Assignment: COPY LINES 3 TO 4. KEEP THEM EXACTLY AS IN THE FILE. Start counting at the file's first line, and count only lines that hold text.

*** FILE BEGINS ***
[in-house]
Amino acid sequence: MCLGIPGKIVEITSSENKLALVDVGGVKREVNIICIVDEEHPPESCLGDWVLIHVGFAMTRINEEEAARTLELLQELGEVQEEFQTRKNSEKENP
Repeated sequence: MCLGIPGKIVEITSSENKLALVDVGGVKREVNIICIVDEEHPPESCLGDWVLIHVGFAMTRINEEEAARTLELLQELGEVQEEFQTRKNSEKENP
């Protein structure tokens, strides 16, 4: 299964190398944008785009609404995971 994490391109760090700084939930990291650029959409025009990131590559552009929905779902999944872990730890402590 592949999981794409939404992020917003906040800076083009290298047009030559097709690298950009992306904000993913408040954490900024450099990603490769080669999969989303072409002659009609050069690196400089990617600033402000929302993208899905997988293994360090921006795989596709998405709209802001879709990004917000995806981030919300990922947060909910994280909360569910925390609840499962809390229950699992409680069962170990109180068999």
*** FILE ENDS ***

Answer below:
Repeated sequence: MCLGIPGKIVEITSSENKLALVDVGGVKREVNIICIVDEEHPPESCLGDWVLIHVGFAMTRINEEEAARTLELLQELGEVQEEFQTRKNSEKENP
């Protein structure tokens, strides 16, 4: 299964190398944008785009609404995971 994490391109760090700084939930990291650029959409025009990131590559552009929905779902999944872990730890402590 592949999981794409939404992020917003906040800076083009290298047009030559097709690298950009992306904000993913408040954490900024450099990603490769080669999969989303072409002659009609050069690196400089990617600033402000929302993208899905997988293994360090921006795989596709998405709209802001879709990004917000995806981030919300990922947060909910994280909360569910925390609840499962809390229950699992409680069962170990109180068999």